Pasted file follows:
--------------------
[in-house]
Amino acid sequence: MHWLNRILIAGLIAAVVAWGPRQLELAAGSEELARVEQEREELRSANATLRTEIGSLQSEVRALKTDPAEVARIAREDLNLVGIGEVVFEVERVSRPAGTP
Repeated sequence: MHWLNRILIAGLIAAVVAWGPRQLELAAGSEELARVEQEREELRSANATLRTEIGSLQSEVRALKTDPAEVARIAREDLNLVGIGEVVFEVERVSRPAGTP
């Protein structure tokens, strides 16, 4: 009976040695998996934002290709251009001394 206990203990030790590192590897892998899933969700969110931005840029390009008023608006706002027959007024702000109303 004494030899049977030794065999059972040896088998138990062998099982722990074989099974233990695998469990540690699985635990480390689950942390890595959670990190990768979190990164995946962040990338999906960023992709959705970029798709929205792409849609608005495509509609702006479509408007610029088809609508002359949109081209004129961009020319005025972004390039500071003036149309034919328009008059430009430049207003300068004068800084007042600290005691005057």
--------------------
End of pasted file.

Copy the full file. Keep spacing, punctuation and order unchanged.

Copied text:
[in-house]
Amino acid sequence: MHWLNRILIAGLIAAVVAWGPRQLELAAGSEELARVEQEREELRSANATLRTEIGSLQSEVRALKTDPAEVARIAREDLNLVGIGEVVFEVERVSRPAGTP
Repeated sequence: MHWLNRILIAGLIAAVVAWGPRQLELAAGSEELARVEQEREELRSANATLRTEIGSLQSEVRALKTDPAEVARIAREDLNLVGIGEVVFEVERVSRPAGTP
């Protein structure tokens, strides 16, 4: 009976040695998996934002290709251009001394 206990203990030790590192590897892998899933969700969110931005840029390009008023608006706002027959007024702000109303 004494030899049977030794065999059972040896088998138990062998099982722990074989099974233990695998469990540690699985635990480390689950942390890595959670990190990768979190990164995946962040990338999906960023992709959705970029798709929205792409849609608005495509509609702006479509408007610029088809609508002359949109081209004129961009020319005025972004390039500071003036149309034919328009008059430009430049207003300068004068800084007042600290005691005057």